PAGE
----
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I am trying to understand the impact of unconnected wires in a cable for EMC conducted emissions tests.

My product has a shared unshielded cable for supply and communication (I know it's bad practice...). It consists of 9 untwisted wires (see picture below). The 12VDC supply is on the red and black wires. The communication (RS-485) is on the brown, pink and green wires (not optimal I confess). All the rest is unused (white, yellow, grey and blue).

cable_arrangement

The test setup is classical (see diagram below).

test_setup

When all unused wires are left unconnected on both sides, the RS-485 coupling on the supply is tremendous (>1Vpp on the LISN side for a 15m cable). I can literally read the frames directly on the supply.

However, when I tie together the blue and white wires together on both ends, the coupling vanishes (>1Vpp to something barely noticeable on the spectrum analyzer). I must insist on the fact that the two wires are connected to nothing else.

I understand the capacitive coupling when the wires are left unconnected. But I just don't get why these two wires stop the coupling when connected like that.

Did you have any similar issue or understand the physics behind?

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  • \$\begingroup\$ Why do you have 3 wires, brown, pink and green, for the RS-485? \$\endgroup\$ – SteveSh Mar 27 '20 at 14:26
  • \$\begingroup\$ We provide ground as well. I know it could be removed but any unbalance in RS-485 would result in common mode and radiation. \$\endgroup\$ – Massimo Mar 27 '20 at 15:24
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By connecting both ends of the cable, you are essentially coupling the differential signal. This can be roughly simulated:

Essentially what you see in the circuit is your setup. A differential communication bus strongly coupled to a wire and weakly coupled to the supply line. The simulation is run for two different setups (white and blue lines are open or shorted). Circuit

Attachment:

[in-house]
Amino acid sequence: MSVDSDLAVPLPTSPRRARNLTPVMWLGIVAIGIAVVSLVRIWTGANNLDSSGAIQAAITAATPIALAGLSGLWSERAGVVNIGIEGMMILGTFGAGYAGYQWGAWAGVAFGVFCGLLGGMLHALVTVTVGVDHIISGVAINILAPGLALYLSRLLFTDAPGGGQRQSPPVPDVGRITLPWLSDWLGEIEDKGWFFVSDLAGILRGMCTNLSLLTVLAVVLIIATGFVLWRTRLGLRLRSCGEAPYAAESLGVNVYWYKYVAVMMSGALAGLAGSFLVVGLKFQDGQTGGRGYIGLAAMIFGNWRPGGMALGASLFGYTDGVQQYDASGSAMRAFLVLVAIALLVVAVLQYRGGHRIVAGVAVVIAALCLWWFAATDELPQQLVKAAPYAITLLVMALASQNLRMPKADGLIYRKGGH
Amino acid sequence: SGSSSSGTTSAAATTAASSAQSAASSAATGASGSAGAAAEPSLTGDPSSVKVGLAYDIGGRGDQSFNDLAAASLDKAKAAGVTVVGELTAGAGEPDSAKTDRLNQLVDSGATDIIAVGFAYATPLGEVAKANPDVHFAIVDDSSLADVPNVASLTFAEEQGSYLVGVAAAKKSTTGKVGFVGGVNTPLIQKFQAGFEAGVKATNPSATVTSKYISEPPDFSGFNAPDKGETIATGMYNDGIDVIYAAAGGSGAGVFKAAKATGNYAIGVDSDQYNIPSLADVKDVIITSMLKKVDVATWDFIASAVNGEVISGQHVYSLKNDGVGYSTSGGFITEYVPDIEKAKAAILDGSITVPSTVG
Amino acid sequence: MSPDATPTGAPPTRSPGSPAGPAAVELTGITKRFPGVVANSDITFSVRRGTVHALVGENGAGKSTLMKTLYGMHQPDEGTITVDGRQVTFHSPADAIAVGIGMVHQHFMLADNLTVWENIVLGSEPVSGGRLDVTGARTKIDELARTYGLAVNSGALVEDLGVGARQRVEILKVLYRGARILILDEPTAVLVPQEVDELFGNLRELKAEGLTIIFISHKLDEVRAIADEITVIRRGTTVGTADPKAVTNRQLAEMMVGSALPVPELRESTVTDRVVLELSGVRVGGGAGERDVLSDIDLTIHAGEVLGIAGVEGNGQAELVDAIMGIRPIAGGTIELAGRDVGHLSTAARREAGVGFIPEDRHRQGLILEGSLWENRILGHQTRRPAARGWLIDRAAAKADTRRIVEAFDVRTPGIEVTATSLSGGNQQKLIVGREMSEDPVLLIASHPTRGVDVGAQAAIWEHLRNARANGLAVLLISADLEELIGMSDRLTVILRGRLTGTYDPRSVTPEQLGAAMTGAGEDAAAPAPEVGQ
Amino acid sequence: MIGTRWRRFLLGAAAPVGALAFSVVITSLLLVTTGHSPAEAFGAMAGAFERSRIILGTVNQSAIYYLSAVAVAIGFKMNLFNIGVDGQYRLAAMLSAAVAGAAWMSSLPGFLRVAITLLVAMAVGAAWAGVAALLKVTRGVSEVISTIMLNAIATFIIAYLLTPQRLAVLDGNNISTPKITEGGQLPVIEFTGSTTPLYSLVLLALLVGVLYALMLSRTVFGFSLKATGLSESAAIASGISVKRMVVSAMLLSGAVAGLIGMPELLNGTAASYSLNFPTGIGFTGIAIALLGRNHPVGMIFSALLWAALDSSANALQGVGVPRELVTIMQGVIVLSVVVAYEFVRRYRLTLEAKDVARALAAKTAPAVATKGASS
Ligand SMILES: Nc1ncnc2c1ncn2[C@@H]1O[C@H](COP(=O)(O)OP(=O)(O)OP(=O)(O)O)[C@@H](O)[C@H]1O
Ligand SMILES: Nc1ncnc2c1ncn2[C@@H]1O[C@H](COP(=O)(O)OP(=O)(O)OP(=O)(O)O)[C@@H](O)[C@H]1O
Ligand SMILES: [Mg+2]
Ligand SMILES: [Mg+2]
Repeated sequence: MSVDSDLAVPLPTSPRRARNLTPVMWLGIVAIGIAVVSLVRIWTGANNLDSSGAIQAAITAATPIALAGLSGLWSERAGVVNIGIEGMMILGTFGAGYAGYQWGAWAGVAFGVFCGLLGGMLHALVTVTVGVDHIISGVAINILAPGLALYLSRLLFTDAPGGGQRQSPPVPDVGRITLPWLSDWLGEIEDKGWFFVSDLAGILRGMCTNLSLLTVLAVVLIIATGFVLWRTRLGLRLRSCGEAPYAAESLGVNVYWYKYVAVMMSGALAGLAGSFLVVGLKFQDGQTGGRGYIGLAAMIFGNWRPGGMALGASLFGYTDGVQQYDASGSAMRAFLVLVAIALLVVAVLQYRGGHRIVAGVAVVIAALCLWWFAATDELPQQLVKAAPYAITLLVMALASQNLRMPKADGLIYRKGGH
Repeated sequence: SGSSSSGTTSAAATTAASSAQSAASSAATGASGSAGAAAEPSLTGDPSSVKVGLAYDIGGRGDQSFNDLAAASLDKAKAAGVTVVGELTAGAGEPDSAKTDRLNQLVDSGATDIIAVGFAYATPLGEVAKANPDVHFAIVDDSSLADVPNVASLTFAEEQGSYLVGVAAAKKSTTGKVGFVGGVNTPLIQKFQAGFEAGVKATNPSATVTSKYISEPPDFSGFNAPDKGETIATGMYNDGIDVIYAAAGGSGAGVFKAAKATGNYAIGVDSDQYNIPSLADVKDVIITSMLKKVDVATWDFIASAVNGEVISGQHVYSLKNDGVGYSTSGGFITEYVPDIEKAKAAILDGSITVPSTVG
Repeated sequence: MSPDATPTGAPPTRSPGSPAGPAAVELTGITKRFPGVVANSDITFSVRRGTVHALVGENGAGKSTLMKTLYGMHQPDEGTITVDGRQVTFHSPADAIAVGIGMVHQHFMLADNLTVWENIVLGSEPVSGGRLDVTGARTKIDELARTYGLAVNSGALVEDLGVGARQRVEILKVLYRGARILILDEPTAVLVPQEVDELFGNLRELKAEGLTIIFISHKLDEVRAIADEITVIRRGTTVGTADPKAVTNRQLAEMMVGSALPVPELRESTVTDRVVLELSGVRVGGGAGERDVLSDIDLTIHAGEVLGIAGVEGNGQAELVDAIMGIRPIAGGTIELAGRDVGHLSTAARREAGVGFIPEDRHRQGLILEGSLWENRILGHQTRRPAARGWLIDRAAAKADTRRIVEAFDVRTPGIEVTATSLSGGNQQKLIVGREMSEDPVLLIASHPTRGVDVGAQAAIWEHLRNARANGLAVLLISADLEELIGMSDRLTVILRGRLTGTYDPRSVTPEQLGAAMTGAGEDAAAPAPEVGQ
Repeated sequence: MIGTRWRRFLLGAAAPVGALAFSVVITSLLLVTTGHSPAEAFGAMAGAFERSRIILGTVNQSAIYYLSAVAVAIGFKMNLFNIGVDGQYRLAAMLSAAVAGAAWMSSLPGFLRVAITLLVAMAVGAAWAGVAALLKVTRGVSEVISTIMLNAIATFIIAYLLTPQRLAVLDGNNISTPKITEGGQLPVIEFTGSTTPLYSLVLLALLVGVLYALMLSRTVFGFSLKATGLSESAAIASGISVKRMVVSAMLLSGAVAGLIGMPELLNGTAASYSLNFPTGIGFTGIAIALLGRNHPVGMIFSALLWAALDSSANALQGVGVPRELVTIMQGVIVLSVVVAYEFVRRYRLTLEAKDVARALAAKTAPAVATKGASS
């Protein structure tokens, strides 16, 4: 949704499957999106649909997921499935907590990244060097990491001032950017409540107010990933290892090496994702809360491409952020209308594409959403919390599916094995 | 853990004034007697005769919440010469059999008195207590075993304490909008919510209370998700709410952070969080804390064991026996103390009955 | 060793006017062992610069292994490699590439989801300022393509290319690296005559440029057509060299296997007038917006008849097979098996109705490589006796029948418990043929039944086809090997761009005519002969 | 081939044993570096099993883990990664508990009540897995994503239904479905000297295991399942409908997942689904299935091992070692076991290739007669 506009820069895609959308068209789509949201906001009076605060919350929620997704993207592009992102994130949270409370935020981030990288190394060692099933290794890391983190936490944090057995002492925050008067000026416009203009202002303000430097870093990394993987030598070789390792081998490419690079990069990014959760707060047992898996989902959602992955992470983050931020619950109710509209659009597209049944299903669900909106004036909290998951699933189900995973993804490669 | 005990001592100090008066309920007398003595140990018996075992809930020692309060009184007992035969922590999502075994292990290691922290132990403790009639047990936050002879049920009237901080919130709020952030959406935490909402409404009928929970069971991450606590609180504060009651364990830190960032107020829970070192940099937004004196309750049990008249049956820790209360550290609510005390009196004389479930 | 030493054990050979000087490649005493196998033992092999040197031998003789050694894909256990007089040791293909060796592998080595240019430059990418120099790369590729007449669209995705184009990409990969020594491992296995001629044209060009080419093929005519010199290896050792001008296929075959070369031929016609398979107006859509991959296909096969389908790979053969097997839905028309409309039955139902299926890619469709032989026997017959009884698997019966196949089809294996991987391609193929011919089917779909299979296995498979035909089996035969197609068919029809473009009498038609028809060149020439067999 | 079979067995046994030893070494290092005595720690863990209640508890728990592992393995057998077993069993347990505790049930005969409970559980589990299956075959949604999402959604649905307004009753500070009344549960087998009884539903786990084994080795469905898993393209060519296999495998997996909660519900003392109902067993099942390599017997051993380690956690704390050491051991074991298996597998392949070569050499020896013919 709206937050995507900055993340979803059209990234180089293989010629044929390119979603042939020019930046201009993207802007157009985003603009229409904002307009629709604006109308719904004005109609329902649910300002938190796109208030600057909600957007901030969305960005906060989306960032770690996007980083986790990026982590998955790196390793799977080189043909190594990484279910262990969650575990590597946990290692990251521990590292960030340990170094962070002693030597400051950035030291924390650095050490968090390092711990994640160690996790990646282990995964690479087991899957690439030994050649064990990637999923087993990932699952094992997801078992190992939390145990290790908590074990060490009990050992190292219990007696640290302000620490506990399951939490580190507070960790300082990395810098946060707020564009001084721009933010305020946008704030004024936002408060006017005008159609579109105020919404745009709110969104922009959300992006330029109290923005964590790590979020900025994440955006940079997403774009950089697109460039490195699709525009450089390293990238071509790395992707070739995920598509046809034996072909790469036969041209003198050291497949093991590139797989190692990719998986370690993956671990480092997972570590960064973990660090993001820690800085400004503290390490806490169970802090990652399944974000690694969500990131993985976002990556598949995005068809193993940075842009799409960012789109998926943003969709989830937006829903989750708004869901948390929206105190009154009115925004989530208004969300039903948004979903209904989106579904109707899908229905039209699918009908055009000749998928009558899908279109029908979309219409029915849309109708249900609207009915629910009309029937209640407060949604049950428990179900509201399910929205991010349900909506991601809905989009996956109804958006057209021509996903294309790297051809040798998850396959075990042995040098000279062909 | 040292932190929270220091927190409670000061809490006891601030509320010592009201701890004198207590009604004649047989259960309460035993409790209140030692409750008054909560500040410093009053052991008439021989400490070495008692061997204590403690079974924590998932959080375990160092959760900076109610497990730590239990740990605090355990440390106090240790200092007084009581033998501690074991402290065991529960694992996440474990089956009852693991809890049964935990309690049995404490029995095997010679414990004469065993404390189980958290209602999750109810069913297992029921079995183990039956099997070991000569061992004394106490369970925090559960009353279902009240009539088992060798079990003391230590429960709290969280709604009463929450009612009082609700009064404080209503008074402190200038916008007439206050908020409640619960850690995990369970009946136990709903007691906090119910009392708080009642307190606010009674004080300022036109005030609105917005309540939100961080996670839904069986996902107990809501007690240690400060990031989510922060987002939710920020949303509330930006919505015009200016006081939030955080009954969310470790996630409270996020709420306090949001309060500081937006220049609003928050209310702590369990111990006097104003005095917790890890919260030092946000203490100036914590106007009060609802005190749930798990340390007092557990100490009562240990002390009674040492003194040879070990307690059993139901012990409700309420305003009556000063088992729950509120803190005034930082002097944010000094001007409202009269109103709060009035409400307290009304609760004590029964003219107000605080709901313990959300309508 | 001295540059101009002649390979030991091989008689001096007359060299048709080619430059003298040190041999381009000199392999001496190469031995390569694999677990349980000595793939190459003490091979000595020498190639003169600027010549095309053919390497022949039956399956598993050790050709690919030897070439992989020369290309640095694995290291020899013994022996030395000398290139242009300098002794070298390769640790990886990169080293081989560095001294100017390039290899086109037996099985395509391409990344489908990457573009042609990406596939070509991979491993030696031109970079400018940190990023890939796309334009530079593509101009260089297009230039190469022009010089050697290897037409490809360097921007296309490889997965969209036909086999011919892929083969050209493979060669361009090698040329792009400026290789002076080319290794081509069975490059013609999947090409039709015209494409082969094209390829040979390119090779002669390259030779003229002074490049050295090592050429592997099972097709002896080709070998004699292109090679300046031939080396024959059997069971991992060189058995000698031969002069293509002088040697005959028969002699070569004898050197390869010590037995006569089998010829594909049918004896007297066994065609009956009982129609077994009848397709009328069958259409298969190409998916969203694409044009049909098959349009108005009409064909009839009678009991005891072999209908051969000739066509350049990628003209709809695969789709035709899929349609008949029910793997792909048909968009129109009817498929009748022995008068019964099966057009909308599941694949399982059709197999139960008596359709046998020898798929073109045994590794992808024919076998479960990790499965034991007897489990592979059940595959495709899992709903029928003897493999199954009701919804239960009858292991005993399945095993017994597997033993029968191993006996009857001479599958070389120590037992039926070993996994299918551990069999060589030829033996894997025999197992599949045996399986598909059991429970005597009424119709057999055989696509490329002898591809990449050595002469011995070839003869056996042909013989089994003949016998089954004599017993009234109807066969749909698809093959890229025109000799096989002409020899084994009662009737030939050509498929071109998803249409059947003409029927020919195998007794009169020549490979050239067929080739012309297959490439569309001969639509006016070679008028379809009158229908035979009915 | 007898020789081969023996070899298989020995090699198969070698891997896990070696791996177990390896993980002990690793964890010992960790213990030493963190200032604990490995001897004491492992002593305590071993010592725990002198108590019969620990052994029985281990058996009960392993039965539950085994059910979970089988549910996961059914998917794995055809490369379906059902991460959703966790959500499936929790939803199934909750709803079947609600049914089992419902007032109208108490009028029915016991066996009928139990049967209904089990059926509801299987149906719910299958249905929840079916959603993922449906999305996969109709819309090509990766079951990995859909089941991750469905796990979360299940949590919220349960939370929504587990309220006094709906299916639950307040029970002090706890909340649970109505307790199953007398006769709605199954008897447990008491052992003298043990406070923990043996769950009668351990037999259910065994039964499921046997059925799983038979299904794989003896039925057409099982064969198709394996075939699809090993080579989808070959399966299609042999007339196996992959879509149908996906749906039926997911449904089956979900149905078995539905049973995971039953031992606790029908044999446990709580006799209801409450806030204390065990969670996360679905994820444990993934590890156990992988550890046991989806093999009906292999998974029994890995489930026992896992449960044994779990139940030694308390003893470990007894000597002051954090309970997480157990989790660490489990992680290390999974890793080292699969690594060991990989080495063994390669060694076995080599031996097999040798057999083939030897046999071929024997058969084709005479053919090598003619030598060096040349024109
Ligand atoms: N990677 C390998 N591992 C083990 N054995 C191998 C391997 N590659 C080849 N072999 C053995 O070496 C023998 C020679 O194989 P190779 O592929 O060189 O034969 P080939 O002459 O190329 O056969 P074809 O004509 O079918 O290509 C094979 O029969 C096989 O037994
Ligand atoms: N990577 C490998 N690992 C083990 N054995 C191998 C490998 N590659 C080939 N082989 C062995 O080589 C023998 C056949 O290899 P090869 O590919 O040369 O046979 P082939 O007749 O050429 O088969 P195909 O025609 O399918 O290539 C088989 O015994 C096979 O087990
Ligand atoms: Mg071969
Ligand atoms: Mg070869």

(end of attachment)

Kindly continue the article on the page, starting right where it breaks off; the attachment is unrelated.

Open line: During the transition of the diffential signal, due to the high dV/dt, part of the signal is coupled through the parasitic capacitance and the result can be seen straight away in the supply voltage line.

Shorted line: In this case, during the transition, let's say the voltage at the pink cable starts to increase and the brown one's decrease. A strong coupling takes place between the pink and blue cables, and so does between the white and brown cable. Therefore, just a very small amount is coupled in the supply voltage line.

V(power,gnd) Green Line: Open Load Red Line: Shorted Load

I(R8) Red Line: Open Load Pink Line: Shorted Load

waveform

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with the adjacency you've described, you have exactly balanced charge injection into a differential system ( ignoring the green wire).

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  • \$\begingroup\$ Yes, but tying the blue and white together at both ends keeps the symmetry while the result changes dramatically. Do you agree ? \$\endgroup\$ – Massimo Mar 27 '20 at 15:29
  • \$\begingroup\$ OK, with the schematic of vtolentino this makes sense. \$\endgroup\$ – Massimo Mar 27 '20 at 15:50

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